Track day funnies...

...and tips for the year ahead

If you take a look in my archive you’ll notice I dedicated an earlier blog to the weird and wonderful antics I’ve seen while instructing on track days. Well I’m pleased to say this hasn’t stopped in 2012 as I’ve already had plenty amusing moments and the track day season has only just begun.

Last month at Cartagena in Spain I was doing some one-to-one instructing with four cracking lads from Greece. All was going well until only one reappeared after the lunch break. When I asked him where the others were he said they had nipped out for a sandwich, met some local senioritas and the three of them had decided the women were more interesting than the track day.

Another chap riding an R6 on the same event was doing a whole lap in without changing gear. When I suggested shifting up and down the box might be a good idea he told me 4th was his favourite gear and pulling on the clutch only wasted energy and tired out his wrist! Also in Cartagena was something I had never seen before, a UK Gixer 600 owner decking out his crash bungs everywhere. I stopped him and had a quick inspection in case they had been mounted incorrectly but they were fine – maybe he should be in MotoGP.

Probably the most amusing so far this year was a Spaniard that had obviously studied a racers riding manual but got tucking in the straights mixed up with sitting up for the corners. He had the most animated riding style where he disappeared inside the bike on approaching a corner but then popped back out when he got on the straights. Myself and fellow instructor Neil Hodgson were talking about all this stuff and agreed nothing surprises us on these days so roll on the next one!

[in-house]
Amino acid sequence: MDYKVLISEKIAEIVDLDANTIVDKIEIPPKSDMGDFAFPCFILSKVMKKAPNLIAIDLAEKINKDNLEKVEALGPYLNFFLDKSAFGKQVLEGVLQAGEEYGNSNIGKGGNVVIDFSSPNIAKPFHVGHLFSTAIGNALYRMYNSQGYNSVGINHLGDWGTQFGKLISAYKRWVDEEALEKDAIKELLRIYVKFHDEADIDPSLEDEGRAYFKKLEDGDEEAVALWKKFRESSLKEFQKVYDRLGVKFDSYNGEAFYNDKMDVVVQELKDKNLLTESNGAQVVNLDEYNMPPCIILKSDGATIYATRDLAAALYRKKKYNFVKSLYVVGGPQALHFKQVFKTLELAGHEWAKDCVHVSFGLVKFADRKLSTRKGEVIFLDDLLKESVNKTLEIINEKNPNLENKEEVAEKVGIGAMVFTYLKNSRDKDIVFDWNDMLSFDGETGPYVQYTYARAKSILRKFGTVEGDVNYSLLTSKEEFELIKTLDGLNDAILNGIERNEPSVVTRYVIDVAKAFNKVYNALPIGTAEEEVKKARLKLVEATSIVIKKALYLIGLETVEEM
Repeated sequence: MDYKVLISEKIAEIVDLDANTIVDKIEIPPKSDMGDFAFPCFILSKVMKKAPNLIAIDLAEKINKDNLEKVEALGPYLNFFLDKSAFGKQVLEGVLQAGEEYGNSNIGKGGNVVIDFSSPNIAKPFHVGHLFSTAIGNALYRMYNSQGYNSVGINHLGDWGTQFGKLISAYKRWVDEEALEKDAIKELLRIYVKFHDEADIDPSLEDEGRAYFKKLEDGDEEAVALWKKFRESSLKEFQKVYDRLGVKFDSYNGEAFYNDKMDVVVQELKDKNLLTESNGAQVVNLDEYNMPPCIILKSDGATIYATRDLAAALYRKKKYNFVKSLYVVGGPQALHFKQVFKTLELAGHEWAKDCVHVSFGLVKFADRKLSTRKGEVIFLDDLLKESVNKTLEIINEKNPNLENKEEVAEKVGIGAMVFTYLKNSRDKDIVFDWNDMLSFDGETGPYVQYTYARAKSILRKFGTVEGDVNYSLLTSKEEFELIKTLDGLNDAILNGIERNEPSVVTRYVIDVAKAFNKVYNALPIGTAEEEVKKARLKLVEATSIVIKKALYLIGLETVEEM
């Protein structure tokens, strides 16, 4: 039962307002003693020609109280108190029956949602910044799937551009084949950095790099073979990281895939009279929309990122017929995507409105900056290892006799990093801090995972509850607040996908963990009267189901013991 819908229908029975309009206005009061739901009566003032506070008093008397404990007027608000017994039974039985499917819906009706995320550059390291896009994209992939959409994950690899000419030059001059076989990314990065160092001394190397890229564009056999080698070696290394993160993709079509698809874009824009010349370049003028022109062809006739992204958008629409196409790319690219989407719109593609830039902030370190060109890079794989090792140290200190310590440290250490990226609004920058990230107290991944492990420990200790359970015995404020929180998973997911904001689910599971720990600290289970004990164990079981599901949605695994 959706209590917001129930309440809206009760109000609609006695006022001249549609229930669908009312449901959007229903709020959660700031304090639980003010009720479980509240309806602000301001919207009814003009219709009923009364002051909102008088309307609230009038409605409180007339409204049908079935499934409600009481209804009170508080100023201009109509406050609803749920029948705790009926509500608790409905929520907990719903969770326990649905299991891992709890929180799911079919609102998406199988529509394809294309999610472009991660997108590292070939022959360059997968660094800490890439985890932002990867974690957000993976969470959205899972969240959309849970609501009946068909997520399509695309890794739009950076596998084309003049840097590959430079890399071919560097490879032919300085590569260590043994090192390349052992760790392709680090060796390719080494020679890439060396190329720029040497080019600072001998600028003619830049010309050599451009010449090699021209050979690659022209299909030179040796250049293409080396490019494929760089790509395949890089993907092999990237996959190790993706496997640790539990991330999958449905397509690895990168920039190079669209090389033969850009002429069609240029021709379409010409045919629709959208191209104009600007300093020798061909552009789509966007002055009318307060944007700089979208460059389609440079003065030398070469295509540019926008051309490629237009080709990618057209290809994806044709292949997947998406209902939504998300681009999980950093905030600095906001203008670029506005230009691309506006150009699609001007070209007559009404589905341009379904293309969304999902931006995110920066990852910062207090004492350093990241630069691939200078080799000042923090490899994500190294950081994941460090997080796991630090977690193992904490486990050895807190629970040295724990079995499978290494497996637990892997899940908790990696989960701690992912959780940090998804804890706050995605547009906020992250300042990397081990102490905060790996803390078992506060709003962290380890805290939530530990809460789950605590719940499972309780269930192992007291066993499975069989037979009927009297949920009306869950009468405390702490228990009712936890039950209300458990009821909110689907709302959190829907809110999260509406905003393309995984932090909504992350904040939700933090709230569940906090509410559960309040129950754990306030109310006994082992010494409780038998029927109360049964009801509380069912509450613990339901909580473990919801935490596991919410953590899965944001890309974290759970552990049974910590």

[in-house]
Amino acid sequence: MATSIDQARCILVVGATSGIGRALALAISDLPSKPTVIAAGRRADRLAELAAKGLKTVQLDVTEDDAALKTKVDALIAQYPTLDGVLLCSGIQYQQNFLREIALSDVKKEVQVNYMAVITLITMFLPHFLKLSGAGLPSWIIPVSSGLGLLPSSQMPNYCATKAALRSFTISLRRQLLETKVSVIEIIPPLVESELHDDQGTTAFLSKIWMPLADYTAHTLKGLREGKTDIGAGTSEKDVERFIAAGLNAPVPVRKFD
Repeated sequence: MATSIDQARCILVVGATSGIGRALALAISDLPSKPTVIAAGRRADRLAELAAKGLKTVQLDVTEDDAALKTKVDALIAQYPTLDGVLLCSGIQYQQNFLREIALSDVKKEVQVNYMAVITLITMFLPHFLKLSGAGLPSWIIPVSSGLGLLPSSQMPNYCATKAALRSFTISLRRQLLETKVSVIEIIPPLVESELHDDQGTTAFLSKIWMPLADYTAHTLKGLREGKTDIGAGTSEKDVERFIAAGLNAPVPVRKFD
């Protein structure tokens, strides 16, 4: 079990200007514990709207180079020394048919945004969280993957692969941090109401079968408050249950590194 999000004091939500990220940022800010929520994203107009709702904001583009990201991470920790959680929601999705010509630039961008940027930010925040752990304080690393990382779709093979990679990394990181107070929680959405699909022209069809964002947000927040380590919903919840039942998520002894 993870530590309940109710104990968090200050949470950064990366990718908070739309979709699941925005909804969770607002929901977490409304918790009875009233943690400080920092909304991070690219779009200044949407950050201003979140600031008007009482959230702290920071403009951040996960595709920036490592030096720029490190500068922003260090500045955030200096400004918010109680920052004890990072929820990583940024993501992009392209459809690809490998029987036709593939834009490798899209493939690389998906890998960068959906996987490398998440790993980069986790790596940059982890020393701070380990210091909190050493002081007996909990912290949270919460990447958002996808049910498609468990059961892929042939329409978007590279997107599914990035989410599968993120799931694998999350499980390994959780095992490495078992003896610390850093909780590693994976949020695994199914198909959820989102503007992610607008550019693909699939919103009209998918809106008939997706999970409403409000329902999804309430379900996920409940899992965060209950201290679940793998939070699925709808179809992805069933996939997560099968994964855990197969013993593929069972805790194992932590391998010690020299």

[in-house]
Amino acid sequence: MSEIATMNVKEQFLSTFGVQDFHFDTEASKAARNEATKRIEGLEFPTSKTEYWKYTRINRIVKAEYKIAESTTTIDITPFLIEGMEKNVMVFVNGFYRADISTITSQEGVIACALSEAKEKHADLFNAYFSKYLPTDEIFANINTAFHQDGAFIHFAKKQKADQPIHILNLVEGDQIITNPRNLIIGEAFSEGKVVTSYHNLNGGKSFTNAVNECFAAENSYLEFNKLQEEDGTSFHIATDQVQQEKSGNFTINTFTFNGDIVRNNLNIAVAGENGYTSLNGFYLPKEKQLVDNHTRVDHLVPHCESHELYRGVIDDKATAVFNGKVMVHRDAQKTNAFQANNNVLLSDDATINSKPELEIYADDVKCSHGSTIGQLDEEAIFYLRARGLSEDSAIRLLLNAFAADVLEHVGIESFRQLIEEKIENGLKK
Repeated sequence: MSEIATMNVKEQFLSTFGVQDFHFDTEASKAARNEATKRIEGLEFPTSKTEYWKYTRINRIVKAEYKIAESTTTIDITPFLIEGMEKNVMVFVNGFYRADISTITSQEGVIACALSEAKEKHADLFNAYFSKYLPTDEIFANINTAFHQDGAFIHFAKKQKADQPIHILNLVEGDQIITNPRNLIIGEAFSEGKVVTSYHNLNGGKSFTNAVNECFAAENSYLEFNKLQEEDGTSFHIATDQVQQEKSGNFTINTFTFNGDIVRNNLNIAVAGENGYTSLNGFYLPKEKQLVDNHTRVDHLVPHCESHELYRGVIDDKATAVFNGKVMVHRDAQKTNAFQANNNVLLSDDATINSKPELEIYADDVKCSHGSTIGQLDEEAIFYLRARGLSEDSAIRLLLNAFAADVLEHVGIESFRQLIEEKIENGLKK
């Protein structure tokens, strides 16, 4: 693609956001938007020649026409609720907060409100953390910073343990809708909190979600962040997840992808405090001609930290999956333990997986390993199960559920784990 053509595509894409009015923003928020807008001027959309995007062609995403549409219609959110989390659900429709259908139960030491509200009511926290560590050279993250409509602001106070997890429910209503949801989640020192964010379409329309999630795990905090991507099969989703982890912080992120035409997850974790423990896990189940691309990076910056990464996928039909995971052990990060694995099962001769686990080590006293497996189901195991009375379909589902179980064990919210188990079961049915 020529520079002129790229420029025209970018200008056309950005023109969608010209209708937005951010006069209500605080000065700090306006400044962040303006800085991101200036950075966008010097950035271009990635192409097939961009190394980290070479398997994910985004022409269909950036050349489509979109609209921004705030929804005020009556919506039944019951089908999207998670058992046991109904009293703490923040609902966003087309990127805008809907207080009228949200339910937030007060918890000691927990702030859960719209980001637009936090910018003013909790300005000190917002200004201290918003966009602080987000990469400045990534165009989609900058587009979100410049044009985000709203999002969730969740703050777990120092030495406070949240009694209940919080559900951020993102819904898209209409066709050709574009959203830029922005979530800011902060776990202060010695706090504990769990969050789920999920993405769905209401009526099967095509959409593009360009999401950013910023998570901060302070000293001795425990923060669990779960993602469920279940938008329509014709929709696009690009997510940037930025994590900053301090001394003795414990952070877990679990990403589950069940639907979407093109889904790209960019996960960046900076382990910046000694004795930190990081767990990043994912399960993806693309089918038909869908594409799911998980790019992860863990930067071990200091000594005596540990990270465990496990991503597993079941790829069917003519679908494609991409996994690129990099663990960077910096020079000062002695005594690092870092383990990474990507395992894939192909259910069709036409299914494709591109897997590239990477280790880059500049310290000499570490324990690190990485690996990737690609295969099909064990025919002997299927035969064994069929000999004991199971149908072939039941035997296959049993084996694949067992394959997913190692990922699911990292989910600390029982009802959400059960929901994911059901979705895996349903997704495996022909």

On a more serious note I’ve seen hundreds enjoying track days over the past month but not all have gone home in one piece. Sadly, I’ve already witnessed broken legs, arms, fractured skulls and even heart attacks which should remind us all that we should always keep safety in mind while we are having fun.  I’m sure the few that were hospitalised were just plain unlucky but the following is worth a thought if you’re emerging from a winter of hibernation.

In many ways your life is in the hands of your bike so it needs a thorough going over if it’s been parked up for a few months. Everything connected with brakes, tyres, chain, bearings and suspension can suffer from standing around so give everything a meticulous going over or give the job to someone you trust. Ideally you should finish the job off with an engine service.

And when you get to your first track day with your immaculate bike there is no need to be nervous. I see so many riders getting unnecessarily stressed for no reason. You’ll be using muscles and parts of your body that have been idle for a while so take your time and let everything (body and bike) warm up. It is a long year so pushing things too soon can end in disaster.

Your first morning on track should be spent circulating in 3rd or 4th gear gently blowing away the cobwebs while getting back into the swing of things. Track temperatures are not good until at least May so give yourself three laps even if you have tyre warmers. And remember late in the afternoon when you want to push on that last session, you’ll be tired so your concentration won’t be at its best and neither will your tyres. It’s sometimes best to quit while you're ahead.

Hopefully see you out there soon!

  

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